I felt obliged to point out that all the "Open Scarborough" web site could do would be to draw attention to the paucity of provision. The map of cycle routes would essentially be a single line showing the Cinder Track, perhaps with an offshoot for the start of the North York Moors route "Moors to Sea" and the odd on road cycle lane. Producing the web site before having the provision would very definitely be putting the cart before the horse.

The second part of the bid was to employ someone to develop a cycle strategy for Scarborough. You'll have to forgive the dive into history at this point.

Back in the late 1990's, in order to get funding from the Department for Transport for a Park and Ride scheme, the Borough was obliged to set up a Cycle Forum and develop a Cycle Strategy. At this time the Borough acted as agents of the County Council for highways matters in urban Scarborough and so in producing a strategy for the town they were, in effect, producing a strategy for the County Council. This was duly done and the schemes it threw up were then considered by the County Council. We were informed by the then Scarborough Highways manager that the County had assessed all the schemes according to various criteria each with different weightings to give each of them a score out of 100 "to two decimal places". At this point the numerate people in the room began to giggle. In effect, to save their backs from perhaps making the wrong decision, they'd simply avoided making the decision and instead adopted a decision making procedure. As a result there's now some rapidly wearing out paint on the road between the town centre and North Bay.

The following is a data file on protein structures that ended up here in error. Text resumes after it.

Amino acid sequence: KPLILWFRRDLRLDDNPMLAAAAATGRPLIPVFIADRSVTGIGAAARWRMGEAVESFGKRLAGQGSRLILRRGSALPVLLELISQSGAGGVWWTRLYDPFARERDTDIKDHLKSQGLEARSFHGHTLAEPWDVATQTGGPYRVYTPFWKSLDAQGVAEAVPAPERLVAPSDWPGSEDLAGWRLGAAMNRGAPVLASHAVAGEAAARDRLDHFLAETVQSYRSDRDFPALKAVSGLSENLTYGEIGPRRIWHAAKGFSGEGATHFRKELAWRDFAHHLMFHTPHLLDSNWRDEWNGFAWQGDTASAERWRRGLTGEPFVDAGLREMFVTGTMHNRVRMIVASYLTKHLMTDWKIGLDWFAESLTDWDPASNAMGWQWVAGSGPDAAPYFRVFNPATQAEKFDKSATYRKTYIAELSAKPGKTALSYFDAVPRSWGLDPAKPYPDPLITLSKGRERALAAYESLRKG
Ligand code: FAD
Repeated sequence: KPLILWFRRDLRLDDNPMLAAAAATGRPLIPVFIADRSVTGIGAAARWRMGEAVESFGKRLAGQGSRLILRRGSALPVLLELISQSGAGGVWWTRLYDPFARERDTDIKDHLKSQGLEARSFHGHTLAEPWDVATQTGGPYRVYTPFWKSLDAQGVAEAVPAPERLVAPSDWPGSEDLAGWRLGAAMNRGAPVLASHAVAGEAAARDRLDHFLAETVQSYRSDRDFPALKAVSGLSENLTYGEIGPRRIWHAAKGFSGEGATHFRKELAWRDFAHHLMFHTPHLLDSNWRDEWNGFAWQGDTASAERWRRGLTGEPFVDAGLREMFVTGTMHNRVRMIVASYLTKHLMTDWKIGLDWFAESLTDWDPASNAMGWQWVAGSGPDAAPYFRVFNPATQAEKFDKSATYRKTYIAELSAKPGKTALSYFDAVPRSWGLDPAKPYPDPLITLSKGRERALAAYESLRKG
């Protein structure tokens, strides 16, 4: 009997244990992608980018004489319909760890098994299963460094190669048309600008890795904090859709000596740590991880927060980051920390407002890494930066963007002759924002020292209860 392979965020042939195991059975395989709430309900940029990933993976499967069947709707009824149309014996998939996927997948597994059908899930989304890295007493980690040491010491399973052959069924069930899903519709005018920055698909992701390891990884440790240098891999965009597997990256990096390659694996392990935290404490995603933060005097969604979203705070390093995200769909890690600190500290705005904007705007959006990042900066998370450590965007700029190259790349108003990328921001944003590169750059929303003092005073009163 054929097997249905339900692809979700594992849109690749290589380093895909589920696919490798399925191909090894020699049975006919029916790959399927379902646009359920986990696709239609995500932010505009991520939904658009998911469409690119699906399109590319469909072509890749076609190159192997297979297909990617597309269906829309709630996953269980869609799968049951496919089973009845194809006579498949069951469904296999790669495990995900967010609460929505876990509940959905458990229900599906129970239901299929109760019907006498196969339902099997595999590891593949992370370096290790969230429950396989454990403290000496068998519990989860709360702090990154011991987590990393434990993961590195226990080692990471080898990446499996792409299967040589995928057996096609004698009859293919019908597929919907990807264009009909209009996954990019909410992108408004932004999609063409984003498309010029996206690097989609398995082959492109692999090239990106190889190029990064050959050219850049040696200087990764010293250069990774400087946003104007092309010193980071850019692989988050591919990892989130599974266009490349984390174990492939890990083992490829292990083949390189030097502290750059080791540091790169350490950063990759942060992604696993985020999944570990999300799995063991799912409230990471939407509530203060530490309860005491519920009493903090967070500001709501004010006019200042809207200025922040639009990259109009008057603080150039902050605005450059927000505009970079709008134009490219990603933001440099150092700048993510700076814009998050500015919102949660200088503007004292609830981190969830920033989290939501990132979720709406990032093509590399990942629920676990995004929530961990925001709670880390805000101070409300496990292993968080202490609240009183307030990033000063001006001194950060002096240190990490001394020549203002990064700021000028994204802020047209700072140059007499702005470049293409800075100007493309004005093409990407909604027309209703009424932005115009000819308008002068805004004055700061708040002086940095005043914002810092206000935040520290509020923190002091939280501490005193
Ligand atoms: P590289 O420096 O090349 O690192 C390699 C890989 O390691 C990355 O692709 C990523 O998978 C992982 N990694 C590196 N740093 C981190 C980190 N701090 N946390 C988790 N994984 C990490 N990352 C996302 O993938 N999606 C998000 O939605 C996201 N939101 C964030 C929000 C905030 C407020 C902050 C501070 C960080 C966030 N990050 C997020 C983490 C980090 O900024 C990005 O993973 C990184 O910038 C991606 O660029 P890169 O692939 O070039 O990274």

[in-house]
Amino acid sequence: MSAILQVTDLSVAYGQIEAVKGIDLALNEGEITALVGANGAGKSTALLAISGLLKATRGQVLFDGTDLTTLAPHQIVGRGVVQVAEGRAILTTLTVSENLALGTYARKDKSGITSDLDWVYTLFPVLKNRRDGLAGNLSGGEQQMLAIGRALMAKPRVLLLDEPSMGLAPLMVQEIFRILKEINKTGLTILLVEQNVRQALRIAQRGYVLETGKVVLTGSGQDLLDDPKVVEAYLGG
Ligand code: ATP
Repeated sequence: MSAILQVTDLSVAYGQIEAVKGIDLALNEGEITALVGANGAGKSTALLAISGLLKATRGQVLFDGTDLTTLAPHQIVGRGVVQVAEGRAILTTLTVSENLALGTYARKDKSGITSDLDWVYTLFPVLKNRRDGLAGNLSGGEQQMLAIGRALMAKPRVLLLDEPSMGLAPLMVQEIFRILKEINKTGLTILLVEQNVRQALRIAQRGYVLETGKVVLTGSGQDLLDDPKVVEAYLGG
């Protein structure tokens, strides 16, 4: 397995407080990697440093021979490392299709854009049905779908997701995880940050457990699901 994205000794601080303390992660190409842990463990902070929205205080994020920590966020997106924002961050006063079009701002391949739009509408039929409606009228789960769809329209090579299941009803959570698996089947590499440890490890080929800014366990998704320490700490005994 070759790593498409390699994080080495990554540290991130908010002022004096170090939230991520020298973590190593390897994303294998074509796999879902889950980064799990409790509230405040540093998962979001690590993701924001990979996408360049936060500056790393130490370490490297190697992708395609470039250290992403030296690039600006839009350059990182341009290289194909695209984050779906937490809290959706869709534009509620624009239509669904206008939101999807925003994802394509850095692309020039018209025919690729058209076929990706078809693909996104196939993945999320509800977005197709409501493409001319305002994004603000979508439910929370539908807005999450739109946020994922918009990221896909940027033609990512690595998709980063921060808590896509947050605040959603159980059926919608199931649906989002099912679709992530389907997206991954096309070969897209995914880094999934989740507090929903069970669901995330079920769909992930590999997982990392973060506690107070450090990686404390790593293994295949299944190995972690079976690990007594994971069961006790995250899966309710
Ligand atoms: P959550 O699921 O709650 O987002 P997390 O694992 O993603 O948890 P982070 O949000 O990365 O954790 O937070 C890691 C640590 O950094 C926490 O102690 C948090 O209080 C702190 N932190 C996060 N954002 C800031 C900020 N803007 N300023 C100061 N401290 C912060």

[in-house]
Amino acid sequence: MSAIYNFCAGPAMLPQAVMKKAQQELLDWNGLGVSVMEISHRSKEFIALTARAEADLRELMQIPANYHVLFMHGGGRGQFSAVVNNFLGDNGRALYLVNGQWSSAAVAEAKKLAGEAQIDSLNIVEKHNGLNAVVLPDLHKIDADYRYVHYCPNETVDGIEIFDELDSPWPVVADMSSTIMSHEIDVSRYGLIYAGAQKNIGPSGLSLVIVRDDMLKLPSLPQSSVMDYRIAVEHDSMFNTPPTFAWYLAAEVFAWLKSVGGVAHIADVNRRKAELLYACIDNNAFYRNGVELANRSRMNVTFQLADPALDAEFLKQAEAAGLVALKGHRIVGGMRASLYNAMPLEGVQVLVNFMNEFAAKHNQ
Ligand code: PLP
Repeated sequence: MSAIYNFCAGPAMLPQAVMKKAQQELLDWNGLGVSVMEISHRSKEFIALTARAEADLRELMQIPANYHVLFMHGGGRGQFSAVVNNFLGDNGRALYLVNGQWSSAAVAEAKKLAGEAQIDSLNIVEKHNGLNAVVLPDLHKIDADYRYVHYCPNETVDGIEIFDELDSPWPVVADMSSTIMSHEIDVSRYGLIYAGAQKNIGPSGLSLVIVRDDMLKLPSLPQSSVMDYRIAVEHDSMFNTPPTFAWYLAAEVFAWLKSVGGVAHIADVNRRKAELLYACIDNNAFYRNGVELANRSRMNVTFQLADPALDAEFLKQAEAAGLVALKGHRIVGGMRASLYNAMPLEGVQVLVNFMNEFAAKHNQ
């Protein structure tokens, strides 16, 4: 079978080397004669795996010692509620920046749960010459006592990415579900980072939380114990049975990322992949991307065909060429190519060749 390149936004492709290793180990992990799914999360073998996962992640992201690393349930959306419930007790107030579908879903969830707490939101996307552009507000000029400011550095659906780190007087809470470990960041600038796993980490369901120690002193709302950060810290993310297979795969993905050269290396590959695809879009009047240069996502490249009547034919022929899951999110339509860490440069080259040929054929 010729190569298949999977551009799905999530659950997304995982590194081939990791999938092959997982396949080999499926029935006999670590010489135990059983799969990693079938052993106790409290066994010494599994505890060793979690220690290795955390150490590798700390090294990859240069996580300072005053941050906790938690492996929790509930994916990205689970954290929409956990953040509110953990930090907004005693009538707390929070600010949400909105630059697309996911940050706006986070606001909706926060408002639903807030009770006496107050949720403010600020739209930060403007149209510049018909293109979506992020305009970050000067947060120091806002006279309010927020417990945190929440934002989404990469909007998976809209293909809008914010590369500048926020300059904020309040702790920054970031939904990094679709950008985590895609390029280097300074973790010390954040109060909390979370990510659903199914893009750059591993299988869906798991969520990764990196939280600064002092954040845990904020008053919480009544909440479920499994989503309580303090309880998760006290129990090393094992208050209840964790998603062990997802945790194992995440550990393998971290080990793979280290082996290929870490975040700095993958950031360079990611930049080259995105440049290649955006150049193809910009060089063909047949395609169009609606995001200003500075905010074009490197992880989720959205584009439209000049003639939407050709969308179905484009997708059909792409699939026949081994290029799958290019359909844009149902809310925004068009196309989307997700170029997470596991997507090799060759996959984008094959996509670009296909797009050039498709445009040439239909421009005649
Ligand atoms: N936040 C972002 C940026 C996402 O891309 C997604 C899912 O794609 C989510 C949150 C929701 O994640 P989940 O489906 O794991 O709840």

In 2003 Scarborough was declared to be a Renaissance Town (yet another funding scheme this time through the then Regional Development Agency) and as part of this I started an Action Group focussed on Active Transport (Walking and Cycling). Since the work this Group was doing overlapped strongly with the Cycle Forum we were asked if we'd take on the Forum's role. We said "yes, as long as we get some administrative support". As you can guess, the administrative support practically vanished, but we did continue to develop the strategy, we did produce maps and priorities and we did do it all with the semi active engagement of the Borough Council who were still, at that point, agents of the County Council.